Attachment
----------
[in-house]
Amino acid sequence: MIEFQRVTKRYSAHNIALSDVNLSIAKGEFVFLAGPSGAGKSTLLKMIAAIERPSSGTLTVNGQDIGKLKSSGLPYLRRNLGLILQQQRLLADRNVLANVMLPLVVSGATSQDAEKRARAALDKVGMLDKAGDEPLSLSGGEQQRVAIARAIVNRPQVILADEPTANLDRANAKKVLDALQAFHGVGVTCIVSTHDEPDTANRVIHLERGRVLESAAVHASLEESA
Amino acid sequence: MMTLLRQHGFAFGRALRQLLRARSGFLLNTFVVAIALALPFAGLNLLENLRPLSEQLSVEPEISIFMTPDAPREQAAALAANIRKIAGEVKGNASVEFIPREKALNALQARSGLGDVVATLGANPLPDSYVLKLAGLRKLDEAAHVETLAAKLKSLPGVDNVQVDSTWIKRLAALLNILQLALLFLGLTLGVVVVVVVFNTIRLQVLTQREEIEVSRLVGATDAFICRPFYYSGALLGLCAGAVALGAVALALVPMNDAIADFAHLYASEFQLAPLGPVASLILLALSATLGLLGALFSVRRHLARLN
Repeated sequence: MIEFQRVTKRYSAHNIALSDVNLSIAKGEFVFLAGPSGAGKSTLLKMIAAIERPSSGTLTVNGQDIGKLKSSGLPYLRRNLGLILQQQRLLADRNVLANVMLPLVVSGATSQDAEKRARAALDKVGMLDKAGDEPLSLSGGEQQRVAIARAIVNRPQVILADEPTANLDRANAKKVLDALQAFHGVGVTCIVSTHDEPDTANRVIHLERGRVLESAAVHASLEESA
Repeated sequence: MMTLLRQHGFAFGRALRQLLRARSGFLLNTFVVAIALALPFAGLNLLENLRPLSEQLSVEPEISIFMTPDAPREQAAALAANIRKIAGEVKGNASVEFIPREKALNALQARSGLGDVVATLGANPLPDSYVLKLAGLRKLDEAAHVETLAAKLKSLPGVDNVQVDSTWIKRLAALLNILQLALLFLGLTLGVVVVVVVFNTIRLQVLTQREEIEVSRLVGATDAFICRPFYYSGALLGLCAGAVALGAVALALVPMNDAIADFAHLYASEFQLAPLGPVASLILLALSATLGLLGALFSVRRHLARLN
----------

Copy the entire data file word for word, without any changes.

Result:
[in-house]
Amino acid sequence: MIEFQRVTKRYSAHNIALSDVNLSIAKGEFVFLAGPSGAGKSTLLKMIAAIERPSSGTLTVNGQDIGKLKSSGLPYLRRNLGLILQQQRLLADRNVLANVMLPLVVSGATSQDAEKRARAALDKVGMLDKAGDEPLSLSGGEQQRVAIARAIVNRPQVILADEPTANLDRANAKKVLDALQAFHGVGVTCIVSTHDEPDTANRVIHLERGRVLESAAVHASLEESA
Amino acid sequence: MMTLLRQHGFAFGRALRQLLRARSGFLLNTFVVAIALALPFAGLNLLENLRPLSEQLSVEPEISIFMTPDAPREQAAALAANIRKIAGEVKGNASVEFIPREKALNALQARSGLGDVVATLGANPLPDSYVLKLAGLRKLDEAAHVETLAAKLKSLPGVDNVQVDSTWIKRLAALLNILQLALLFLGLTLGVVVVVVVFNTIRLQVLTQREEIEVSRLVGATDAFICRPFYYSGALLGLCAGAVALGAVALALVPMNDAIADFAHLYASEFQLAPLGPVASLILLALSATLGLLGALFSVRRHLARLN
Repeated sequence: MIEFQRVTKRYSAHNIALSDVNLSIAKGEFVFLAGPSGAGKSTLLKMIAAIERPSSGTLTVNGQDIGKLKSSGLPYLRRNLGLILQQQRLLADRNVLANVMLPLVVSGATSQDAEKRARAALDKVGMLDKAGDEPLSLSGGEQQRVAIARAIVNRPQVILADEPTANLDRANAKKVLDALQAFHGVGVTCIVSTHDEPDTANRVIHLERGRVLESAAVHASLEESA
Repeated sequence: MMTLLRQHGFAFGRALRQLLRARSGFLLNTFVVAIALALPFAGLNLLENLRPLSEQLSVEPEISIFMTPDAPREQAAALAANIRKIAGEVKGNASVEFIPREKALNALQARSGLGDVVATLGANPLPDSYVLKLAGLRKLDEAAHVETLAAKLKSLPGVDNVQVDSTWIKRLAALLNILQLALLFLGLTLGVVVVVVVFNTIRLQVLTQREEIEVSRLVGATDAFICRPFYYSGALLGLCAGAVALGAVALALVPMNDAIADFAHLYASEFQLAPLGPVASLILLALSATLGLLGALFSVRRHLARLN